Anxiety levels spiked to an all-time high. Each injection induced fear, terror, tears and screaming. It was almost more than she could take, and I can’t put into words what it did to my sanity as a mother. When those Humira shot days came around, we would have to send her sisters out of the room. It would take almost a half hour just to get her calmed down enough to inject the 10-12 second drug into her leg subcutaneously. “Why are you doing this to me” and “I don’t understand why I have to do this if my legs still hurt?” would be screamed in our faces as we tried to get past this hurdle in our night.
Each time, it took longer to get her to calm down enough to administer the injection. The anxiety increased, the tears were agonizing to watch. Yet, could I blame her? I had adults tell me that they quit because the pain was too unbearable–and yet, I was expecting my 10 year old to take it without any issues? We ended up having to start giving her a sedative (Ativan) in order to calm her down enough to give her the meds. Yes, I was faced with the fact that I had asked for meds to give our daughter in order to give more meds to my daughter. Sounds crazy right? To this day, I still can’t believe we are here and this is part of our normal life.
As I sat here typing this up tonight, just six hours after going through this injection once again, I am reminded how strong our kids with arthritis are. Eight hours ago she was given Ativan to calm her down enough to inject the Humira. Seven hours ago we put a lidocaine cream on her leg to numb it to take away as much of the pain as possible. Six hours ago, she fought us, screaming and crying until she was literally out of energy and had to endure the shot–then crying in our arms telling us how much it burned, long past the time the meds were in and the needle was out of her leg.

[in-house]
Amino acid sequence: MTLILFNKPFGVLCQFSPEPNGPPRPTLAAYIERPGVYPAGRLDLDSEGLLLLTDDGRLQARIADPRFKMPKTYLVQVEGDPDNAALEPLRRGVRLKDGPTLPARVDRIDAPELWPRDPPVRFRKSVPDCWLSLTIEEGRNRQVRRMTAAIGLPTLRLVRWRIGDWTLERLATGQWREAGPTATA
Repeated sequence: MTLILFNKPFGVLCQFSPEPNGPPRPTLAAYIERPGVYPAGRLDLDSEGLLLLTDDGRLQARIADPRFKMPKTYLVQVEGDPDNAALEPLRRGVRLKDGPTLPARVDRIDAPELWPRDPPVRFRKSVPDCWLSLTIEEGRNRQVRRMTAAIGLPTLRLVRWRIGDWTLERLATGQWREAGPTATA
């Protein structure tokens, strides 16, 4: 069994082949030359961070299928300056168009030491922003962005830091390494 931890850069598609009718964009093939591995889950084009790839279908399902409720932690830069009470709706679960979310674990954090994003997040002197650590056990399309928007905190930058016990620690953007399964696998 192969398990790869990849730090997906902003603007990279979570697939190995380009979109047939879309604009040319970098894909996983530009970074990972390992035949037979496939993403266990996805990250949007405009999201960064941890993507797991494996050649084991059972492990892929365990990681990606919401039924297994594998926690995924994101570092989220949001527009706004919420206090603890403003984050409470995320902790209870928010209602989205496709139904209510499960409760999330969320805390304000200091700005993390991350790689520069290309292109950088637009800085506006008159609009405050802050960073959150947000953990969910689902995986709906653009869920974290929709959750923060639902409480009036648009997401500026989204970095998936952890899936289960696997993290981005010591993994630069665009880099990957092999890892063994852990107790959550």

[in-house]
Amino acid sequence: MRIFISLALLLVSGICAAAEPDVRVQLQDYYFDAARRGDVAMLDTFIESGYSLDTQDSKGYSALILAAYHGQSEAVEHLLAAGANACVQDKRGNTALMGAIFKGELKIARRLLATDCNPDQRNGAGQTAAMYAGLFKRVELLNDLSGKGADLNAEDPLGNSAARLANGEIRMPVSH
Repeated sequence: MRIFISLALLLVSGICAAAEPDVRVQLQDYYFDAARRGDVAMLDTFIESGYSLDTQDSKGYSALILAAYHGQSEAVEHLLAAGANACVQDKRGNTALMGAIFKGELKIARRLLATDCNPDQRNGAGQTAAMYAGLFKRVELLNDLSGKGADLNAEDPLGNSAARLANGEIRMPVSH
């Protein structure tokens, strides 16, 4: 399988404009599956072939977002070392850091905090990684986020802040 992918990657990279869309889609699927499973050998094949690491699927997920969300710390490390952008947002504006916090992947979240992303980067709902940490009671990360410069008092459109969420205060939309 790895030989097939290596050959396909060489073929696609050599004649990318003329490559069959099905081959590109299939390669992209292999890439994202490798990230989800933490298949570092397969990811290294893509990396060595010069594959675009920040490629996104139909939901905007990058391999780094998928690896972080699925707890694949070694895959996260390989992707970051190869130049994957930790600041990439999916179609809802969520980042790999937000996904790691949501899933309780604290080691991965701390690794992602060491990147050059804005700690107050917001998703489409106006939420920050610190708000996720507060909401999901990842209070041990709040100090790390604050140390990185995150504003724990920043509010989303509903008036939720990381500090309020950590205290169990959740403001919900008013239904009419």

Now, at 9 pm, she was in our living room, laughing, performing a dance and singing routine with her sister and friend [who is sleeping over]. Her knees are both swollen and she is exhausted, but refuses to give up, give in, or let arthritis take what she wants out of life. I only hope she keeps that twinkle in her eye and the spring in her step through the rest of this journey. #toughstuff #findacure
And please, never forget, #kidsgetarthritistoo
Anne is a mother of 3 girls—twin 10 year olds and a 5 year old. She lives in Ledgeview with her husband Steve, their three girls, and their dog Daisy. She attended UW-Milwaukee and received a degree in Clinical Laboratory Science with minors in Chemistry and Nutrition. After having twins and staying home for 3 years, she somewhat fell into a position as a Coordinator of a non-profit adult literacy group, and has been working part time from home for the past 7 years. She enjoys chatting with friends, cake decorating, volunteering at school, helping coach softball and is continuously getting reigned into new projects within the groups she volunteers for. With one of her daughters being diagnosed with juvenile arthritis at age 4, the Arthritis Foundation has become a huge influence in the Laurent family’s household.